|Common Name(s):||Bush Poppy, Tree Poppy|
|Scientific Name:||Dendromecon rigida|
|Size:||up to 12 feet tall|
|Blooms:||February to June|
|Fire Response:||Stump Sprout or Seed|
Tree Poppy or Bush poppy - Dendromecon rigida is a Native Perennial shrub, and a known fire follower. Bush poppy is a common shrub on dry slopes and stony washes to about 5000' in southern to central California, blooming from April to July. This plant can grow to ten feet in height and width but is commonly a smaller shrub with a relatively thick woody stem and lots of branches. As of 2017 Chesebro Canyon is a great location to view this plant.
The attactive 2.5 inch flowers have four wedge-shaped (obvoate) bright yellow petals with numerous stamens and a pistil that has two stigmas. The flower goes through several transitions before the dispersal of seeds. The flower bud is nodding, becoming erect just prior to flowering. Flowers are cup-shaped at first becoming almost flat as the petals open fully. Flowers appear singly at the end of the leaf stems. There are/were two reddish sepals but they usually fall off after the flower has opened. After pollination, the petals fall off. Seeds are dispersed by wind.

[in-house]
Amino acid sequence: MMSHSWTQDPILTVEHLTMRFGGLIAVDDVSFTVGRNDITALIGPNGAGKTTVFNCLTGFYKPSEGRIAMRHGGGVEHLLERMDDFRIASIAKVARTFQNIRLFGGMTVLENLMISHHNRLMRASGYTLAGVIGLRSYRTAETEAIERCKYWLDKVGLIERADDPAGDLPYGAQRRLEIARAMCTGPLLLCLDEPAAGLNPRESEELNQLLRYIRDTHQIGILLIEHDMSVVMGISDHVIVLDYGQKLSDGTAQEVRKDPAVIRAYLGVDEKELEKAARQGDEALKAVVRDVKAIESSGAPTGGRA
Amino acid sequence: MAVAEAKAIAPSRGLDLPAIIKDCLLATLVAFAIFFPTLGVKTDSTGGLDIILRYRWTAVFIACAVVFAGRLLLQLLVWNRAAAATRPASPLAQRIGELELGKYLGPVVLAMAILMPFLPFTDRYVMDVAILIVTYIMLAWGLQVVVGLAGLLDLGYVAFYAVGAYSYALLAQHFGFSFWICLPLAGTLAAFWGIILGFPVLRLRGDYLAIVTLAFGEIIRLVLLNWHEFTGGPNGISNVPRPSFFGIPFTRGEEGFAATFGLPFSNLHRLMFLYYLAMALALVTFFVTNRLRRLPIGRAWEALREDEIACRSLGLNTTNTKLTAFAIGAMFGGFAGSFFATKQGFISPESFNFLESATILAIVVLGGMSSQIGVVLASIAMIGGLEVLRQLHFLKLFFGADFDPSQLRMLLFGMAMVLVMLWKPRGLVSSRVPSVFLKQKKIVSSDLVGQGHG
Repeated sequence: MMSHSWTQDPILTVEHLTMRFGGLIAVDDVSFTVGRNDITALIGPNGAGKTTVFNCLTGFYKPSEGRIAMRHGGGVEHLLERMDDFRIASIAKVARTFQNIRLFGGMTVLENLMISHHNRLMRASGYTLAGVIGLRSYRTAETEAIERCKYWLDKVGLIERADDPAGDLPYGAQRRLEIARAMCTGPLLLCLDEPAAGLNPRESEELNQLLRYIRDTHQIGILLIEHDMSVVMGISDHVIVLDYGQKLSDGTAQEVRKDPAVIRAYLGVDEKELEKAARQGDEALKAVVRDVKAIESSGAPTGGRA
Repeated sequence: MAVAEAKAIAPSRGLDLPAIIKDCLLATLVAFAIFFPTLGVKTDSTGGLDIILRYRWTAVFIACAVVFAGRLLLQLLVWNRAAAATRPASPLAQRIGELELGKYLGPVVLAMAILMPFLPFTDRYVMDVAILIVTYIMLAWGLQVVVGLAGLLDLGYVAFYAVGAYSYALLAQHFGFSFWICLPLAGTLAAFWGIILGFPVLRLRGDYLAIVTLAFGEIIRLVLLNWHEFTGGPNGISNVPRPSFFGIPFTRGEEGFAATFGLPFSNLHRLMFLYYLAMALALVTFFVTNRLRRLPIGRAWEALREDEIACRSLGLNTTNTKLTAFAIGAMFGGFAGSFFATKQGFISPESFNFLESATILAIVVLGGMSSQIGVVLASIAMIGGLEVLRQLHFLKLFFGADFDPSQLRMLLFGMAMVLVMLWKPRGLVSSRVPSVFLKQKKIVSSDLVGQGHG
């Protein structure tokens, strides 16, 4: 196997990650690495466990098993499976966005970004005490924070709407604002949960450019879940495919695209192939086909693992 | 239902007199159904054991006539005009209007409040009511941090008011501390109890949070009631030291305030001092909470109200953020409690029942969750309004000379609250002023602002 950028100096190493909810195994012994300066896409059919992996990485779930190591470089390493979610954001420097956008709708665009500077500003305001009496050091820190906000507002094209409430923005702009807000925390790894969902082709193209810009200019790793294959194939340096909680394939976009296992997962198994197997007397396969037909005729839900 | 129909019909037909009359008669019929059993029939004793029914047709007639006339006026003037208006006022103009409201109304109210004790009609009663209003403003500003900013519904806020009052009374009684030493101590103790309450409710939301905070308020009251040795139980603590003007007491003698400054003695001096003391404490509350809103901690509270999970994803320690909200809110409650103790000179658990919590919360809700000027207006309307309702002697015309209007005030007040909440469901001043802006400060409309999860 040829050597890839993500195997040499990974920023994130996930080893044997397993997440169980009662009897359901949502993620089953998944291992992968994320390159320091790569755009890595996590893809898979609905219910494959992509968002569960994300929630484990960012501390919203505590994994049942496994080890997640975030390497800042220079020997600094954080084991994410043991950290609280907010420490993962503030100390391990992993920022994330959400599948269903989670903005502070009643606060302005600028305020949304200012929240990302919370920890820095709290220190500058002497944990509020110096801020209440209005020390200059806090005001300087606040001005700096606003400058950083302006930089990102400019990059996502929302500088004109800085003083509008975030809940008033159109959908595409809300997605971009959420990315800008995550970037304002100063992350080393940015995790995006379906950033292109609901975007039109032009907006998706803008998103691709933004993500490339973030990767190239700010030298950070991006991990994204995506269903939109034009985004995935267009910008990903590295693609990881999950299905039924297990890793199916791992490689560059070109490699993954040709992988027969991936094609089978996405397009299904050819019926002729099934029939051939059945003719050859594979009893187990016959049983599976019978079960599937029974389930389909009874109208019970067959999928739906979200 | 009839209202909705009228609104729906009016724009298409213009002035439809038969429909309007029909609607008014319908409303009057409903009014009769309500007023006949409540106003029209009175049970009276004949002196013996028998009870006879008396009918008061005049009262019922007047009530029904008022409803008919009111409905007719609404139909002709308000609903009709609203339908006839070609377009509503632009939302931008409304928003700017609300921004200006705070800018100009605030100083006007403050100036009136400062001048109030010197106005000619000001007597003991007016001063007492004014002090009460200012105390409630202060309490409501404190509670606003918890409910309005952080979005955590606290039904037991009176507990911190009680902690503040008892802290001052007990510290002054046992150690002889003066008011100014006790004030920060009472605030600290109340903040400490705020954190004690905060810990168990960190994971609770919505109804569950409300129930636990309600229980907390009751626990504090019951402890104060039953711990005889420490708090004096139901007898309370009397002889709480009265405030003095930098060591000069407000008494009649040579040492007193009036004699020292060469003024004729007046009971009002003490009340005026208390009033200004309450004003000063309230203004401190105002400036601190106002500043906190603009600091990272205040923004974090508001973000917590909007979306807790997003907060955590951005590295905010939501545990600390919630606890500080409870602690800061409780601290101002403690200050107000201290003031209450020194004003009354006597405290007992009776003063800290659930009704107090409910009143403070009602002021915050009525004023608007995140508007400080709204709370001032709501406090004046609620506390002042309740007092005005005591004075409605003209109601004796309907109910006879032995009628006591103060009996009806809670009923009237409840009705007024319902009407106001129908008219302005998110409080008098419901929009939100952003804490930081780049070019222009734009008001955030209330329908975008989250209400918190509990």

Leaves are alternate, lanceolate to lance-oblong and range up to 4" in length,
Branches can be hidden under a thick layer of narrow, finely toothed green leaves. Native to California, this plant grows along the Pacific coast and the foothills of inland mountain ranges.
It is found more commonly in newly burned areas because its seeds need exposure to fire for germination and is rarely found in mature Chaparral.
Name Origin:Link to Calfora.net - the best source of this information
Dendrome'con: from the Greek dendron, "tree," and mekon, "poppy," thus literally meaning "tree poppy" (ref genus Dendromecon)
rig'ida/rig'idum/rig'idus: rigid, referring to the stiff leaves
Originally featured: March 2018
Last modified: June 19 2017 11:07:42.
Wildflowers of the Santa Monica Mountains, by Milt McAuley
Flowering Plants: The Santa Monica Mountains, Coastal and Chaparral Regions of Southern California, by Nancy Dale
Botanical Terms for Leaves